When a young preacher is given acclaim for his pulpit work, he may find himself dealing with an onslaught of egotistical forces, powerful voices all telling him how wonderful he is, how brilliant are his teachings, how gifted his delivery, and yes, how superior he is to his colleagues.
The moment he starts believing that rubbish, he’s in trouble. From the moment he sips of that kool-aid, he becomes less and less valuable to the Lord’s work, less helpful to the Lord’s people, and more susceptible to the enticements of the flesh.
Why do we struggle so much with heralding the gospel in Jerusalem? Why are we comfortable with hopping on a plane and sharing the good news to a people we’ve never met yet uncomfortable with sharing the good news to our neighbors and co-workers, those we know and see every day? I think we need to understand this question to be faithful ministers of the gospel.
I still think that there is a great need to call Christians away from the “Suburban” malaise that American Civil “Christianity” (in quotes, since it is a pale imitation of the real thing) has created, where the desire for comfort and security takes precedence over the willingness to take risks and make sacrifices for the sake of the Kingdom. But that being said, Bradley seems to me to be correct about how we often have a tendency to swing the pendulum too far the other way. Certainly we want to be on the front lines of transformation in needy places, but that is not the calling of every Christian. We can glorify God in the ordinary as well.
It would appear that Jesus is prohibiting the sort of judgmental criticism that is self-righteous, hypercritical, and destructive. He is prohibiting the kind of judgment we pass on others not out of concern for their spiritual health and welfare but solely to parade our alleged righteousness before men.
Of course there is a place and time to heed the warnings, to listen to those who caution us, and to refrain from ill-advised activity. But, fear can keep us from seeing truth when it is right in front of us. Fear can prevent us from doing good when we know we should act. Fear can blind us to blessings, opportunities, and life abundantly.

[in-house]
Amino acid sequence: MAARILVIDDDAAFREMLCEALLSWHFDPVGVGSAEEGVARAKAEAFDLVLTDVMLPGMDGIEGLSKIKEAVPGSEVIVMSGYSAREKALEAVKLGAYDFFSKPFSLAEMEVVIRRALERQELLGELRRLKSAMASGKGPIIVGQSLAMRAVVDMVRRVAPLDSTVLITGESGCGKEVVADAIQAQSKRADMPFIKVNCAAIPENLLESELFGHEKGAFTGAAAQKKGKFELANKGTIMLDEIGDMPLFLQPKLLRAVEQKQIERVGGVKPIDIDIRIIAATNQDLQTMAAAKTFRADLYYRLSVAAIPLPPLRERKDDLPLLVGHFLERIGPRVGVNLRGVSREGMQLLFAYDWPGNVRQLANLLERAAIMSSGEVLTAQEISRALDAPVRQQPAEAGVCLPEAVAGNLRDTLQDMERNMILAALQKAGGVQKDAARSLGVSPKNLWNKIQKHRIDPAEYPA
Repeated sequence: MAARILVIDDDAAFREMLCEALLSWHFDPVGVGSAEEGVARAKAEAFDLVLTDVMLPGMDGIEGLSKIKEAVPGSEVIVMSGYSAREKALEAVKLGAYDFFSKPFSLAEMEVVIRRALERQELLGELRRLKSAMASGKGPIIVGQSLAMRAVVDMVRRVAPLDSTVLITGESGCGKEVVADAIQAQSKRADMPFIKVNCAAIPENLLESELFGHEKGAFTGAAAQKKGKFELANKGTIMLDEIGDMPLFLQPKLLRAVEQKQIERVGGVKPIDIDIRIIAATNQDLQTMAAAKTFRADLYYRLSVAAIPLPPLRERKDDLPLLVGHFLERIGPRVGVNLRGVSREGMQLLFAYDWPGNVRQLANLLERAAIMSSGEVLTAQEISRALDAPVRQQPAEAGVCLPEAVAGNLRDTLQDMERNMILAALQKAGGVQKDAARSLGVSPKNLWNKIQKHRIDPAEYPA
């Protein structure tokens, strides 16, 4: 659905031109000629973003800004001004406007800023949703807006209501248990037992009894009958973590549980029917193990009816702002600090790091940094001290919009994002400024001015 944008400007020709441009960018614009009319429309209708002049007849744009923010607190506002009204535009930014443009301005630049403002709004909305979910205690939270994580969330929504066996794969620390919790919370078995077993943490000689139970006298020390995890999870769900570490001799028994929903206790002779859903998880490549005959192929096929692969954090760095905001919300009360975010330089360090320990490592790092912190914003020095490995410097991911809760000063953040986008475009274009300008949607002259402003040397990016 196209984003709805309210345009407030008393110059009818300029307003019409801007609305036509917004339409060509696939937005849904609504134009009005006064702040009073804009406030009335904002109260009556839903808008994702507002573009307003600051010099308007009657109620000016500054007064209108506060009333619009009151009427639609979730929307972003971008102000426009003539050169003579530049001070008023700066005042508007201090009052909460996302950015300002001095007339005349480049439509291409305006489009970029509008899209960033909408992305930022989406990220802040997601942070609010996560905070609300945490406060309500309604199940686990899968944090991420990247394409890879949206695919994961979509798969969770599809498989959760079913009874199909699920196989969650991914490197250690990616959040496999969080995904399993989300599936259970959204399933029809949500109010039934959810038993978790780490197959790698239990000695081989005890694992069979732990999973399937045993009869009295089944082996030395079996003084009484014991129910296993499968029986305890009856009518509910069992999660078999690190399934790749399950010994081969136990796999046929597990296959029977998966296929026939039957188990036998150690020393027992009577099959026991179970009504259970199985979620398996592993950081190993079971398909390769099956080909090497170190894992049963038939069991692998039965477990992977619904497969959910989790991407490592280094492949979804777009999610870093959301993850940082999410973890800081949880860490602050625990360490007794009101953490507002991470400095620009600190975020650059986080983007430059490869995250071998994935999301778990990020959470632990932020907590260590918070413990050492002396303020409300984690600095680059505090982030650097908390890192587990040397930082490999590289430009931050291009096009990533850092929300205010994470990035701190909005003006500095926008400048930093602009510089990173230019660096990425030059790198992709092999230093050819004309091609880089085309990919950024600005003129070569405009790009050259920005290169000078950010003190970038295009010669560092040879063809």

Get real with people. Tell them about the times you’ve struggled and then let them know how Christ brought you through. Let them see the real you. The one who walked the dark roads. The one who knows that there is a better place. Show them your hope. Speak words of light into their lives.
Your church may have stellar events, programs and even great communication strategies, but the best laid plans can get derailed by the simple lack of clearly and concisely communicating how you communicate.
There is no better way to complement the work you’ve done in crafting a focused, strategic communications plan for your church than to pair it with a plan to regularly communicate to the congregation where to access information. Tell them how you communicate.
Now it’s your turn: take the quiz, see how you do—and then, to help decrease the incidence of immigration illiteracy, please share this page with your friends by clicking the Facebook “recommend” button at the top of the page.
According to Dr. Con Slobodchikoff, who turned his vocalization analysis on the Gunnison’s prairie dog of Arizona and New Mexico, the chirps these animals use as ‘alert calls’ are actually word-like packages of information to share with the rest of the colony. Amazingly, these unique sounds were found to both identify specific threats by species, such as hawks and coyotes, and to point out descriptive information about their appearance.
EW has obtained copies of all five posters that will appear in subways until the end of June, and while we’re 98 percent in agreement with the sentiment and snark, we also kiiiiinda want to see Knitting Wars on the air, if only because the “It’s Sew On” kicker had us in… stitches.
Brace yourselves, because this is the dumbest thing you’ll hear all day. The Grand Island (Neb.) school district is forcing a 3-year-old deaf boy to change the way he signs his name, because they say his gestures violate their weapons policy. Preschooler Hunter Spanjer’s personalized name sign is a registered sign with Signing Exact English — a modified form of American Sign Language — and involves extended index fingers that the district says resembles a gun.